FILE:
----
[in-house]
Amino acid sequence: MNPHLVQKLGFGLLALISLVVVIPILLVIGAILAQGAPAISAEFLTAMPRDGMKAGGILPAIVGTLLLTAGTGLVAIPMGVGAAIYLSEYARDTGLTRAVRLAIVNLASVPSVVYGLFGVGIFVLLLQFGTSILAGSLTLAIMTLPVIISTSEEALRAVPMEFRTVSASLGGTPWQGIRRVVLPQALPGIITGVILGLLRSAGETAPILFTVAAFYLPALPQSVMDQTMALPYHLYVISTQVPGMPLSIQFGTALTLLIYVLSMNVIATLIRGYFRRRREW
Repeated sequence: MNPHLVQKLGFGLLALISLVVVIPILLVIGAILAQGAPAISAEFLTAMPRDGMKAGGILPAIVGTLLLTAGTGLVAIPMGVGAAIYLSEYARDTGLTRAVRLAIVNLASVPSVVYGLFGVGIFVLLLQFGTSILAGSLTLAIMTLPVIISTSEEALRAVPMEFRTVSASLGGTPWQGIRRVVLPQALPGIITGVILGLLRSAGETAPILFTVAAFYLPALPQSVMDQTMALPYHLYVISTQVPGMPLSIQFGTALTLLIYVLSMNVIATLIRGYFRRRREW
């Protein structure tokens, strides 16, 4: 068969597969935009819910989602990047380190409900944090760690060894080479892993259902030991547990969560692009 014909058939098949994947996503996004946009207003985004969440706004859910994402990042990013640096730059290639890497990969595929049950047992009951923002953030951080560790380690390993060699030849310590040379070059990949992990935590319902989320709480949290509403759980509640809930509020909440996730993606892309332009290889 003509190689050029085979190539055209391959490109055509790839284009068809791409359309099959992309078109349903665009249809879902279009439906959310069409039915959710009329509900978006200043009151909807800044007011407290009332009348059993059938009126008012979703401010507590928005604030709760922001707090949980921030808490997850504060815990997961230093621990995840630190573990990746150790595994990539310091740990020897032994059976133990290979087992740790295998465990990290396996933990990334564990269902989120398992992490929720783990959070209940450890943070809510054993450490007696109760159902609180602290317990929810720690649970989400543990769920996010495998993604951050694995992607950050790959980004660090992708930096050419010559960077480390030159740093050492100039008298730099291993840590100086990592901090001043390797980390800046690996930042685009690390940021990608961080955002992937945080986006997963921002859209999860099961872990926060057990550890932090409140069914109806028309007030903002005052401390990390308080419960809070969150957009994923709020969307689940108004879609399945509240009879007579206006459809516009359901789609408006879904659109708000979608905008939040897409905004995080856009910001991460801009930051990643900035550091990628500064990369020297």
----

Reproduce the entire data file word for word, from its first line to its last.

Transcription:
[in-house]
Amino acid sequence: MNPHLVQKLGFGLLALISLVVVIPILLVIGAILAQGAPAISAEFLTAMPRDGMKAGGILPAIVGTLLLTAGTGLVAIPMGVGAAIYLSEYARDTGLTRAVRLAIVNLASVPSVVYGLFGVGIFVLLLQFGTSILAGSLTLAIMTLPVIISTSEEALRAVPMEFRTVSASLGGTPWQGIRRVVLPQALPGIITGVILGLLRSAGETAPILFTVAAFYLPALPQSVMDQTMALPYHLYVISTQVPGMPLSIQFGTALTLLIYVLSMNVIATLIRGYFRRRREW
Repeated sequence: MNPHLVQKLGFGLLALISLVVVIPILLVIGAILAQGAPAISAEFLTAMPRDGMKAGGILPAIVGTLLLTAGTGLVAIPMGVGAAIYLSEYARDTGLTRAVRLAIVNLASVPSVVYGLFGVGIFVLLLQFGTSILAGSLTLAIMTLPVIISTSEEALRAVPMEFRTVSASLGGTPWQGIRRVVLPQALPGIITGVILGLLRSAGETAPILFTVAAFYLPALPQSVMDQTMALPYHLYVISTQVPGMPLSIQFGTALTLLIYVLSMNVIATLIRGYFRRRREW
């Protein structure tokens, strides 16, 4: 068969597969935009819910989602990047380190409900944090760690060894080479892993259902030991547990969560692009 014909058939098949994947996503996004946009207003985004969440706004859910994402990042990013640096730059290639890497990969595929049950047992009951923002953030951080560790380690390993060699030849310590040379070059990949992990935590319902989320709480949290509403759980509640809930509020909440996730993606892309332009290889 003509190689050029085979190539055209391959490109055509790839284009068809791409359309099959992309078109349903665009249809879902279009439906959310069409039915959710009329509900978006200043009151909807800044007011407290009332009348059993059938009126008012979703401010507590928005604030709760922001707090949980921030808490997850504060815990997961230093621990995840630190573990990746150790595994990539310091740990020897032994059976133990290979087992740790295998465990990290396996933990990334564990269902989120398992992490929720783990959070209940450890943070809510054993450490007696109760159902609180602290317990929810720690649970989400543990769920996010495998993604951050694995992607950050790959980004660090992708930096050419010559960077480390030159740093050492100039008298730099291993840590100086990592901090001043390797980390800046690996930042685009690390940021990608961080955002992937945080986006997963921002859209999860099961872990926060057990550890932090409140069914109806028309007030903002005052401390990390308080419960809070969150957009994923709020969307689940108004879609399945509240009879007579206006459809516009359901789609408006879904659109708000979608905008939040897409905004995080856009910001991460801009930051990643900035550091990628500064990369020297």